When two veteran stars collide in a romantic triangle psychodrama directed by French auteur Claire Denis, the alchemy is powerful. “Both Sides of the Blade,” adapted by Denis and Christine Angot from her 2018 novel “Un tournant de la vie,” won raves and the Silver Bear for Best Director at the 2022 Berlinale. That’s partly because Oscar winner Juliette Binoche (“The English Patient”) and Vincent Lindon (Palme d’Or-winner “Titane”), who had never worked together before, struck sparks on their austere pandemic set.
“There was some tension sometimes because of his nature,” Binoche told IndieWire during a recent Zoom call. “His need of controlling is very strong. And I’m not like that at all. So I was a little taken aback by that situation. But at the same time, I had to accept it, because there was no other way. And Claire was letting it happen. She’s not a director who would say ‘no’ — sometimes she would. At the end, it worked well for the film. That’s the main thing. Claire knew, because she knew Vincent from the past and she knew me, that we were very different.”
Lindon starred in Denis’ “Bastards” and “Friday Night,” while Binoche worked with the filmmaker on “High Life” and “Let the Sunshine In.” In “Both Sides of the Blade,” a marriage dynamic is revealed: at the start they’re on vacation, relaxed, swimming in the sea, making love. (Denis and her cinematographer Éric Gautier shot the scene in Corsica with iPhones.) Back home in their sparse Paris apartment, Sara is a professional, a radio journalist, the provider of the household, while her husband Jean, an ex-con with no credit card who has served time for fraud, is trying to get back in the game as a sport scout. After ten years of stability, Sara unexpectedly catches a glimpse of her ex-partner François (Grégoire Colin, “Beau Travail”), who is Jean’s best friend. He’s with a younger woman, and she feels a pang. When François contacts Jean with a business proposal, her ex comes back into her life — and things get messy.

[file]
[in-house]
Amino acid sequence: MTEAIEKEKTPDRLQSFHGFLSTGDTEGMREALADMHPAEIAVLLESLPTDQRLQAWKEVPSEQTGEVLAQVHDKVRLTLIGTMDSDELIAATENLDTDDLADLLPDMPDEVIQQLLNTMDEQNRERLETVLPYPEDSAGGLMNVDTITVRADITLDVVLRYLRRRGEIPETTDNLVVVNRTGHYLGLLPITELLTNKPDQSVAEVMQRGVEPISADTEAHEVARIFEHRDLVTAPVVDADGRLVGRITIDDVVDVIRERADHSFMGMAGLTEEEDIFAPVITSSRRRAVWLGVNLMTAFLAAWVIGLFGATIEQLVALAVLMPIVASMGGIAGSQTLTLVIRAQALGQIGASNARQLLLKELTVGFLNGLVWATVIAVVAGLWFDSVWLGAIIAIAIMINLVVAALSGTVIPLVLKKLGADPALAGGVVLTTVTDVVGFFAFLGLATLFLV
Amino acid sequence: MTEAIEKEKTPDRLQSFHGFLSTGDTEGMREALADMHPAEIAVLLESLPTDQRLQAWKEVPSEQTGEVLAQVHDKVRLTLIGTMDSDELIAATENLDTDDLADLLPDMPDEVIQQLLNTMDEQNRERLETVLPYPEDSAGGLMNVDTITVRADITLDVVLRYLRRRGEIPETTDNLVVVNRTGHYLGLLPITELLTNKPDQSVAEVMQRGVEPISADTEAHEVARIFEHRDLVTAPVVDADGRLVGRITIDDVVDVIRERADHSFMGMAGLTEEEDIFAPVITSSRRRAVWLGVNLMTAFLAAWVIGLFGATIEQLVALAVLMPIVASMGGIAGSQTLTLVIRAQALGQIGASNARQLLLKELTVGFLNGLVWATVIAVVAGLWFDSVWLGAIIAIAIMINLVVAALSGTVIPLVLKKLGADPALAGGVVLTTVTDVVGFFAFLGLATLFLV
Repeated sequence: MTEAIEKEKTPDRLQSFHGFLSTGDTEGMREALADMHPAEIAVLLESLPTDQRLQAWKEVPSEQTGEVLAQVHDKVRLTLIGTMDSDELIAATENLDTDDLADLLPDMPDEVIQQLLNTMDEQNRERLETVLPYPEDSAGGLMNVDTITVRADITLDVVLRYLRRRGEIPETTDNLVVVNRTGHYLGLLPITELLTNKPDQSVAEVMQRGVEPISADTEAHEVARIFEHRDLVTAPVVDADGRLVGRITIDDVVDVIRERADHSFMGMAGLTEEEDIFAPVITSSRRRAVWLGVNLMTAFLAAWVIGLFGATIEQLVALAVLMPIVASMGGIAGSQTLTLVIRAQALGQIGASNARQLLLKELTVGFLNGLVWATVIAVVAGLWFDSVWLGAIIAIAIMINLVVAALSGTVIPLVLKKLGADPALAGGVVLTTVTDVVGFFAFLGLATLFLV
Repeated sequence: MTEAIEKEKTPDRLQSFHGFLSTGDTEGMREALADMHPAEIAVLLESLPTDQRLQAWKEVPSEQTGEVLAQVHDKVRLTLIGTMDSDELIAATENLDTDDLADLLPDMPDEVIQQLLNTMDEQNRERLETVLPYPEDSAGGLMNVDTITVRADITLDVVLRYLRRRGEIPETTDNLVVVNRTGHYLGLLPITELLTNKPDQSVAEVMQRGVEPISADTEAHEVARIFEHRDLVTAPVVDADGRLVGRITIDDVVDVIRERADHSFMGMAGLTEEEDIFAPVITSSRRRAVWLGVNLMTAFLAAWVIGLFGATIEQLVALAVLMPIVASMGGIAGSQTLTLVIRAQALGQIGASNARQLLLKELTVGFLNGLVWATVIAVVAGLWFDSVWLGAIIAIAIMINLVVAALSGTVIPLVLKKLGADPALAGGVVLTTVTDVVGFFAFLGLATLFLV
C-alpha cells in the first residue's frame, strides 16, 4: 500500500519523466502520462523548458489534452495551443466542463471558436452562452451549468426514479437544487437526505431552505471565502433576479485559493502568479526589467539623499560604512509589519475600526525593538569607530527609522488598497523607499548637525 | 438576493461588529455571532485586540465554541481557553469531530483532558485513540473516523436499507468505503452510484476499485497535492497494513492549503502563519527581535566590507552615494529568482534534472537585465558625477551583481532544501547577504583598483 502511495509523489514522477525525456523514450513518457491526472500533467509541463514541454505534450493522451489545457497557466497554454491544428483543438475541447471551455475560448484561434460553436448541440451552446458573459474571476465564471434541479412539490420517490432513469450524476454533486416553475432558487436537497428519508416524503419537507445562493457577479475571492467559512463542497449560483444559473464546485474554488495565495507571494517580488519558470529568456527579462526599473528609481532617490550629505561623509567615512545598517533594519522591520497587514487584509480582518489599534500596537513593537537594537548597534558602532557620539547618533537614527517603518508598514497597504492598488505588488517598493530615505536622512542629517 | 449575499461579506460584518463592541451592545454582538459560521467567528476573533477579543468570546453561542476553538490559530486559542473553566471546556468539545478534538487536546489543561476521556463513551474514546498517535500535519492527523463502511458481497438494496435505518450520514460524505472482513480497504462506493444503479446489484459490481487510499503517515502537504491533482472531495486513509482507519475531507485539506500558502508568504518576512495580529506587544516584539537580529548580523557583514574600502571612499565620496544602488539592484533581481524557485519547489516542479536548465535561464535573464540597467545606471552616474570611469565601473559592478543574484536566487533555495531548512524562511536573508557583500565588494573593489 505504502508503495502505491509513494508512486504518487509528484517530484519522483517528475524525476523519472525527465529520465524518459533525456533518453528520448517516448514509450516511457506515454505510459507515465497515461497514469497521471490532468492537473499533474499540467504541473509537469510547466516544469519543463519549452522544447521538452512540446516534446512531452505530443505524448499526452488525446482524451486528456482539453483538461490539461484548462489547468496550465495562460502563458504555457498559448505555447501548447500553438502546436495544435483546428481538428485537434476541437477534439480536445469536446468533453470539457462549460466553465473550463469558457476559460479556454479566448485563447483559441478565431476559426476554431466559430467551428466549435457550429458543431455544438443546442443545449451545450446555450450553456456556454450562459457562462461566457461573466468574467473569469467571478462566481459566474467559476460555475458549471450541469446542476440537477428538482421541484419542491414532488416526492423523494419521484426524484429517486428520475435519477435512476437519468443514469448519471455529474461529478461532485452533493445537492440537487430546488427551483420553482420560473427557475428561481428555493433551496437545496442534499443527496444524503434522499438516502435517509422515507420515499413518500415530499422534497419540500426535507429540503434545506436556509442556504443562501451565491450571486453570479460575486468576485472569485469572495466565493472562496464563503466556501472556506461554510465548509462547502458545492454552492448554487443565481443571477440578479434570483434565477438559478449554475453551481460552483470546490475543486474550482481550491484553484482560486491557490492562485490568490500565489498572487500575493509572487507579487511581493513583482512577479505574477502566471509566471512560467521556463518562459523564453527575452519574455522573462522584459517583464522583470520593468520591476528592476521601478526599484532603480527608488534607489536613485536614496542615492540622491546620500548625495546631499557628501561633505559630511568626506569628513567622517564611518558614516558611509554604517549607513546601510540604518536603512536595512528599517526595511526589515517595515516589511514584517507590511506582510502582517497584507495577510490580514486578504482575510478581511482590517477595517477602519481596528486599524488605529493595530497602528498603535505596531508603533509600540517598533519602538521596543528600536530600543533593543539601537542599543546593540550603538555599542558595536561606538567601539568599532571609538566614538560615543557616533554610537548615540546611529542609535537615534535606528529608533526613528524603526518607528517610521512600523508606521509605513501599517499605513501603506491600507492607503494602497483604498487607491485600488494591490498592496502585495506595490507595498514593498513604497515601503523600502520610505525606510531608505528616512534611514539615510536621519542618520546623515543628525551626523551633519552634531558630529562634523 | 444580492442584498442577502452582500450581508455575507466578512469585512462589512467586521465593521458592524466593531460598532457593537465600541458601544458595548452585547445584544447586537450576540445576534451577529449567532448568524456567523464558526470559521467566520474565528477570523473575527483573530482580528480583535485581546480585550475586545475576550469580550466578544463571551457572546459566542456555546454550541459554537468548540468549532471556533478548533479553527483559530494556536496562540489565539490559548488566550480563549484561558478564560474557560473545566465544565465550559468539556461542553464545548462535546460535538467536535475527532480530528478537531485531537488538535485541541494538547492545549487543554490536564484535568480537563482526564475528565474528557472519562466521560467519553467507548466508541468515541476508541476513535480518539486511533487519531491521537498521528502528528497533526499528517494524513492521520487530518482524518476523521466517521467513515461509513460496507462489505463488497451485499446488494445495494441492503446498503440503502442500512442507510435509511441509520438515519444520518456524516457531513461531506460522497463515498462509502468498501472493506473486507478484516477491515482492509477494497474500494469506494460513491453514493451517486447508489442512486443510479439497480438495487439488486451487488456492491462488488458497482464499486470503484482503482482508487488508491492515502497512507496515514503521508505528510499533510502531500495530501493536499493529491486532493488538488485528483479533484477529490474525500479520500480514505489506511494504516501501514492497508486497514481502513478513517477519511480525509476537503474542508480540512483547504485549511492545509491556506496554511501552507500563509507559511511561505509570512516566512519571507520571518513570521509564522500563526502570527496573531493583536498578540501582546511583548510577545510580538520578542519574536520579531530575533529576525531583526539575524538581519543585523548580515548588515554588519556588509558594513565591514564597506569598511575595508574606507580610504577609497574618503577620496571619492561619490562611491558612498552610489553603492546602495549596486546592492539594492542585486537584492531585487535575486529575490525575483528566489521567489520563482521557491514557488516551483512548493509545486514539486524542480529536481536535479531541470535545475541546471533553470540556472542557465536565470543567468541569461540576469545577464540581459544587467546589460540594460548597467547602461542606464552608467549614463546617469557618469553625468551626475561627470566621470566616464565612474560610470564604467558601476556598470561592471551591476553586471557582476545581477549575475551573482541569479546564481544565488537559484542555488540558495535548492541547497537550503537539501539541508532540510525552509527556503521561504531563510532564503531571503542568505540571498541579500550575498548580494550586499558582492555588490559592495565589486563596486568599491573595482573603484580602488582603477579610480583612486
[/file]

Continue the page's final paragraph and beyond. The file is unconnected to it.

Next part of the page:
The experience of filming during the lockdown with roaming hand-held cameras on a 360 degree set was a challenge for everyone. Working with Denis is always exhilarating for Binoche. There are no rehearsals. While Binoche prefers to keep the script in mind, Denis and Lindon, especially, like to improvise.
“There’s a freedom in her way of telling the story through moviemaking,” Binoche said. “When she’s choosing a shot, she goes around like a little bit like an animal, who will catch what she needs, what she wants to be in tune with, or touched by. She has a lens that she’s using in order to find the frame she wants, how far she wants to be, close or far away. She walks around with this lens, trying to find the best place to tell the story. She’s searching even though she has made schools for learning filming, has made many films, has been the assistant of different remarkable directors [Wim Wenders, Jim Jarmusch]. But it feels like she’s still a student. And during the shooting time, she’s leaving you absolutely free. And if you want to do another take, she’s happy to go with it. So the trust is bringing joy in me each time, because when the director tries to control the actor, I understand the fear in the director. But when the director trusts the actor, it just gives wings.”